It rapidly developed during the 19th century on the back of ship-building, metal-work, and later chemicals, like those of the ICI company we came across yesterday. William Gladstone once called it an ‘infant Hercules’, and the emptiness of the town centre is no doubt the consequence of it being an after-thought to the construction of these great industries around the Teesside docks. Much of the employment this work provided has now gone, but the houses and communities built for these workers, like at Acklam, remains, creating a town where finding meaningful employment is pretty difficult. The town’s mighty-sounding motto is erimus, we will grow. Middlesbrough is now beyond the cusp of growth, but no political administration has thought about a responsible shrinking, a ‘de-growth’ of such places. This is a recurring problem in the north east, and I have so far found no answer, just more call centres and the occasional unskilled factory.
That said, Middlesbrough does have its own modern art gallery, with a large collection of Picassos and other Surrealists. To the outsider, it gives the town a much-needed sense of attraction and buzz, and such galleries ought to be encouraged. Like in Wakefield, they benefit tourism, but they also contribute to a wider civic pride and help introduce the arts to young people. But I’d be deceiving you if I were to emphasise its importance. In Middlesbrough, the most important cultural activities happen at the Riverside Stadium, home of Middlesbrough FC. Don’t seek out fine-dining: Middlesbrough’s best food export is the Parmo, a piece of breaded and deep-fried chicken topped with béchamel sauce and cheese. It’s things like this that I love more than any tourist or heritage claptrap. In the local Evening Gazette I read about a woman from the area who has just reached 100. Asked about the secret to long life, she says:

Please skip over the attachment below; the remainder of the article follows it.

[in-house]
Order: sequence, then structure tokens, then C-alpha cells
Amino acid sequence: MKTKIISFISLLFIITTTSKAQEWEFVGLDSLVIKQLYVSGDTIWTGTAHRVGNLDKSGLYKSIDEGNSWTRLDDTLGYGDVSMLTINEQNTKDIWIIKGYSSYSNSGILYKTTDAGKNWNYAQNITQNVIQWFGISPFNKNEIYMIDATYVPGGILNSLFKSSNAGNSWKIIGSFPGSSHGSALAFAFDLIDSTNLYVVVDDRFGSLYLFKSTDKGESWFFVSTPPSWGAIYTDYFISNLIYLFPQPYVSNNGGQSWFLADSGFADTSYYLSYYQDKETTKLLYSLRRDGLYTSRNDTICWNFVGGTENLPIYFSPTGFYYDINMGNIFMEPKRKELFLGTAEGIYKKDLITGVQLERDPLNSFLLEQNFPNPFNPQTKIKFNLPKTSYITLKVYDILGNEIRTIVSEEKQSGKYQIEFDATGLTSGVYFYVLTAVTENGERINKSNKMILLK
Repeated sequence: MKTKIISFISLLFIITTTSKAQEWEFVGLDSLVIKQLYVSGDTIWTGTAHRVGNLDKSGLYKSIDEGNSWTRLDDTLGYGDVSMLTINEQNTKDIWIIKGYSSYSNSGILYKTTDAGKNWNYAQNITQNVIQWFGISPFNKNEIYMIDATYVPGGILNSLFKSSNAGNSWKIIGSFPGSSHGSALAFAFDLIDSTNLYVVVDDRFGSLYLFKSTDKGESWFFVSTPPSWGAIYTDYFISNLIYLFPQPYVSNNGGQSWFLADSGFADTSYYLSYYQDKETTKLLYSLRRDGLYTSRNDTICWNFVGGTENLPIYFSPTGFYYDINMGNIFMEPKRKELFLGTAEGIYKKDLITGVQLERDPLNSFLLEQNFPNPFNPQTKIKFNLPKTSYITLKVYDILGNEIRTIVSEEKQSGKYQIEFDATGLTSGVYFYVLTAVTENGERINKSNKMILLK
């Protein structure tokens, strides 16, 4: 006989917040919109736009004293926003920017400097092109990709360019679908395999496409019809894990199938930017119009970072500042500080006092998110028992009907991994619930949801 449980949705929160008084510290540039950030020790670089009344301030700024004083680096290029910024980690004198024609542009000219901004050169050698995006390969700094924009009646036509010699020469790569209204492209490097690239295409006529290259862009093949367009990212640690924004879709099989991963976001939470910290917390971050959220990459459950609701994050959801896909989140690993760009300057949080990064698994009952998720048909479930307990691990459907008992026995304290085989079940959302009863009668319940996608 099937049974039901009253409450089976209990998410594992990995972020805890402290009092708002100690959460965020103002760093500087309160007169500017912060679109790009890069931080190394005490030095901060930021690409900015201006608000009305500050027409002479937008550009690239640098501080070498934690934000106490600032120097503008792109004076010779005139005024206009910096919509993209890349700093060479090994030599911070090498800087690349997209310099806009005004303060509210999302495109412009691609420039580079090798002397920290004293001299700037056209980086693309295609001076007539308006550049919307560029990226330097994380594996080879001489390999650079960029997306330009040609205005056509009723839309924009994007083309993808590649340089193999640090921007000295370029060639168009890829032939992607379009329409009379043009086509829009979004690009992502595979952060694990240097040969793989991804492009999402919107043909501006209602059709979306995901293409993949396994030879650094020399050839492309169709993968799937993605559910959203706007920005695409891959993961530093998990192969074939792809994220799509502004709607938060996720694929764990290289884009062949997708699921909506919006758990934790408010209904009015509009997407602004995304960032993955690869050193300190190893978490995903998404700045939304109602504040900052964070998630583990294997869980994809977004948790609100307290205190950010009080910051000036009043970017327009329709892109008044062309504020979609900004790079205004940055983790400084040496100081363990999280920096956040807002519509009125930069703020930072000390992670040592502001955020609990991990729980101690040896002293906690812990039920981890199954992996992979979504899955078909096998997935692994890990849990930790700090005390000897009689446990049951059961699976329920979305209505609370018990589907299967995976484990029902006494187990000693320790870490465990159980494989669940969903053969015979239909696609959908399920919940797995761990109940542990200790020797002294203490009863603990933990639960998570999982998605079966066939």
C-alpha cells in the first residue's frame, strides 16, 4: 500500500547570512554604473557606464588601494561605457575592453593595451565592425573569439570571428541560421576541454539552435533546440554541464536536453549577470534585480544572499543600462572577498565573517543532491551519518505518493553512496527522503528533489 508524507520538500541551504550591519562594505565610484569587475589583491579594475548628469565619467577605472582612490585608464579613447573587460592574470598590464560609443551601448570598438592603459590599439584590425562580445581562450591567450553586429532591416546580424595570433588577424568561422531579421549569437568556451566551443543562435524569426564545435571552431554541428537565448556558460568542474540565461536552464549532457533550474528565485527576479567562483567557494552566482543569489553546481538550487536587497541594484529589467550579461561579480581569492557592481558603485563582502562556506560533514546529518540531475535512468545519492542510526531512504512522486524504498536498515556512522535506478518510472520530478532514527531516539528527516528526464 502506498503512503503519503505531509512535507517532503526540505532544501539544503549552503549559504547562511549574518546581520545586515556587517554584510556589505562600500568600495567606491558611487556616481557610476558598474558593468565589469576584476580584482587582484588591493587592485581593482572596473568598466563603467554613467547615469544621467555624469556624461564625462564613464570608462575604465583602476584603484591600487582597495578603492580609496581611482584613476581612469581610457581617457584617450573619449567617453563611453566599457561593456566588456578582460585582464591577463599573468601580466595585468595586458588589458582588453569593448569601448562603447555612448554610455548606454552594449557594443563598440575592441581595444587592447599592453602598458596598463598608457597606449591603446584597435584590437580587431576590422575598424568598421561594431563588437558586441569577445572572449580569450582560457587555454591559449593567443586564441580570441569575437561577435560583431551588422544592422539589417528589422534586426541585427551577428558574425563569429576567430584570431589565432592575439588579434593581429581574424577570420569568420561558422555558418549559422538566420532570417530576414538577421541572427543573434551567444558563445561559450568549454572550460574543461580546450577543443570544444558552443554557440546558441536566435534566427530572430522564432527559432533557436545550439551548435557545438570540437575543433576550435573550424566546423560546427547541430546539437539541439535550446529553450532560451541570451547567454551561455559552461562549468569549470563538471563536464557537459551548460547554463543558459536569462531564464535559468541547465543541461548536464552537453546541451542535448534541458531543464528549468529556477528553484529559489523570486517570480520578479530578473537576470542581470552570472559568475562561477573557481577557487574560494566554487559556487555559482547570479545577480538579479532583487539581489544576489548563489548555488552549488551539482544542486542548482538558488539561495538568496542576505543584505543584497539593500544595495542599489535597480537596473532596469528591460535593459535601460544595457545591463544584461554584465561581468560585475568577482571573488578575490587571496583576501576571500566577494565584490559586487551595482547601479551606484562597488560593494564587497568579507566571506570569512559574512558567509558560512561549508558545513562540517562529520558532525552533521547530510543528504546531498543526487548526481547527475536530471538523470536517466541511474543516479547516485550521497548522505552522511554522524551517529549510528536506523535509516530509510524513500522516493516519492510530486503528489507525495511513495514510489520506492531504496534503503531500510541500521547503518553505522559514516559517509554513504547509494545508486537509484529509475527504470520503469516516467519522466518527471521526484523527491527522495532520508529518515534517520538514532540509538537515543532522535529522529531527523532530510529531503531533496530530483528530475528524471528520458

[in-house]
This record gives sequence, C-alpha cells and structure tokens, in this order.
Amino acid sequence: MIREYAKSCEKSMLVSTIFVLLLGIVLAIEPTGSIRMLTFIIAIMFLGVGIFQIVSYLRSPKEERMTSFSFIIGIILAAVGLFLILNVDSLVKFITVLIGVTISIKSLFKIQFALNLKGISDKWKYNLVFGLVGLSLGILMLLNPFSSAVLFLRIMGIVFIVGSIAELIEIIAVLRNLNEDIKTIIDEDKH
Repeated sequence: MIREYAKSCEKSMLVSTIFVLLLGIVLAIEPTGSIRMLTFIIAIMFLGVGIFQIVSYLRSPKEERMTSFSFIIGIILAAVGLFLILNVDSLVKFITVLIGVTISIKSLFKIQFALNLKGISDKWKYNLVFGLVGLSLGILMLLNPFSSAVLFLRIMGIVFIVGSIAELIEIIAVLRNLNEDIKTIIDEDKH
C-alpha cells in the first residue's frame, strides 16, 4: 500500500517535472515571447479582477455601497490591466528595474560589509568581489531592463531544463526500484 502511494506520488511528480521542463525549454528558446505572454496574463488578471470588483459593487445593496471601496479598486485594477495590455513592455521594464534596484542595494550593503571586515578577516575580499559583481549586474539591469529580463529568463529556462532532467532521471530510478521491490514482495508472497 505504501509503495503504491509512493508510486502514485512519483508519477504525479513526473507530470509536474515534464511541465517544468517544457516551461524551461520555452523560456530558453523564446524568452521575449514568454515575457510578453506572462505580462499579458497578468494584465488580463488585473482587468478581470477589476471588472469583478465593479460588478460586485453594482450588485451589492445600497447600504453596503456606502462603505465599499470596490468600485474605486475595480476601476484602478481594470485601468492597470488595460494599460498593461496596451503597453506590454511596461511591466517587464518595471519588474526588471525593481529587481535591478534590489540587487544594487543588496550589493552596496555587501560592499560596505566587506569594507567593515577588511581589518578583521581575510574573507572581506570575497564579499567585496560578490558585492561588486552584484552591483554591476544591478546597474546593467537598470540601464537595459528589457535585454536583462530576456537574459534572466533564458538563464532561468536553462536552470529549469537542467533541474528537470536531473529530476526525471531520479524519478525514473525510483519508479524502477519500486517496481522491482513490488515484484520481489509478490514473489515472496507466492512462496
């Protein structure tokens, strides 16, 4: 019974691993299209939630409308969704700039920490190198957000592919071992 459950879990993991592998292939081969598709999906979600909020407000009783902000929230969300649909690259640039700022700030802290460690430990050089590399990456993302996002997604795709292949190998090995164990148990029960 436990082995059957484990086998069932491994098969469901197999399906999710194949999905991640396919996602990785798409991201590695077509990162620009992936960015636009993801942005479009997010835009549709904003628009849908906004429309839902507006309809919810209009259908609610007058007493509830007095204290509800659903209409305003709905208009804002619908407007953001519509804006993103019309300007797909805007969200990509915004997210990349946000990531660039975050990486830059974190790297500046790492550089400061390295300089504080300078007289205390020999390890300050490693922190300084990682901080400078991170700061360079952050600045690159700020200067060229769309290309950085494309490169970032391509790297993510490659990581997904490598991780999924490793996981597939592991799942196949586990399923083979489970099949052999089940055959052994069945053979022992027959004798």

‘Fish and chips, and plenty of pork dripping.’